What’s so exciting about these superpositions is how they’re dramatic in their own right – forming extended periods of mounting and/or maintained tension – and regularly lead to or even precipitate instances of eruption and overload. It’s a simple but highly effective melding of (ostensible) stability and free-wheeling caprice that has the most hypnotic effect (each time i listen i find myself forgetting to breathe). In opening track ‘blitz’ it forms the basis for what feels like the most prolonged build-up you’ve ever heard, yet this sequence lasts less than 90 seconds. What ensues is pure exhilaration: a deep throbbing drone and thwanging bass notes absolutely caked in the most squelching, squalling detritus. ‘yard’ behaves similarly, accumulating layers of rapid-fire ticking that continue despite being plunged into a sticky miasma through which muted traces of where we came from can be dimly heard far above. It’s one of a number of instances throughout PUNT where the re-emergence into the musical ‘light’ triggers an irrevocable corrosion, its elements quickly falling apart and dissolving before our ears. Read more

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Outside-In: Ian Wilson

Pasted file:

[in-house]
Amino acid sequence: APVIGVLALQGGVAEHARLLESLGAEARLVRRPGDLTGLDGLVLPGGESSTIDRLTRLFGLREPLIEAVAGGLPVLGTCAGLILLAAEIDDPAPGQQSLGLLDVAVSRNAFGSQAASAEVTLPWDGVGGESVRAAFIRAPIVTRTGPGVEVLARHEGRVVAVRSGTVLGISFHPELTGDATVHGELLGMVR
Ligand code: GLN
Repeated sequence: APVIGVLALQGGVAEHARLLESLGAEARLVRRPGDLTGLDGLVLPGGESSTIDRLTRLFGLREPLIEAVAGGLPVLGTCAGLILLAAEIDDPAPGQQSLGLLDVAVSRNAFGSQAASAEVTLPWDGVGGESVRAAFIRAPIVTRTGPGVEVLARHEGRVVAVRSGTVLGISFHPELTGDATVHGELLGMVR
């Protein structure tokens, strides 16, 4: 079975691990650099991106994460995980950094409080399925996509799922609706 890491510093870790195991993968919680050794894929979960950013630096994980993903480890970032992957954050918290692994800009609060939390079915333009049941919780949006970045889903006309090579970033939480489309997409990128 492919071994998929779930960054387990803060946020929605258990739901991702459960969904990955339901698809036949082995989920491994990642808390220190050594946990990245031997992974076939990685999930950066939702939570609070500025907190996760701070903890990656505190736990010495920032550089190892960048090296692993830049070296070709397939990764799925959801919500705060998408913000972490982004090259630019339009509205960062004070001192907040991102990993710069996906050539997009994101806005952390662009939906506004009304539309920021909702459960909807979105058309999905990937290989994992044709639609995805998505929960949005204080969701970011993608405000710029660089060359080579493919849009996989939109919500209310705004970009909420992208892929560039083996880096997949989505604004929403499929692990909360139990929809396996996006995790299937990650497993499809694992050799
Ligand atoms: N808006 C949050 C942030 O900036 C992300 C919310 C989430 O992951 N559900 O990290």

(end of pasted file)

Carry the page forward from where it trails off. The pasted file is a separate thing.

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The latest contribution to the Outside-In project, exploring diverse field recordings, comes from composer Ian Wilson. Unlike the previously-featured recordings, this one is nocturnal. Ian says this about it:

The recording was made on 20th April in the heart of the south Serbian countryside, just outside the village of Međureč, not far from the city of Jagodina but far enough to feel in the middle of nowhere. We’re in lockdown here from 6pm to 5am and I made the recording just after 10pm in the garden of the place we’re staying in – no human noise apart from (weirdly) some gunshots in the distance, which is unusual. A poacher, we think. I used an old Zoom H2 for the recording, which was made in what is part-garden, part-allotment surrounding the house, and this particular bird likes to sit in one of the trees at the bottom and sing all night.

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The Isolation Mixtapes : E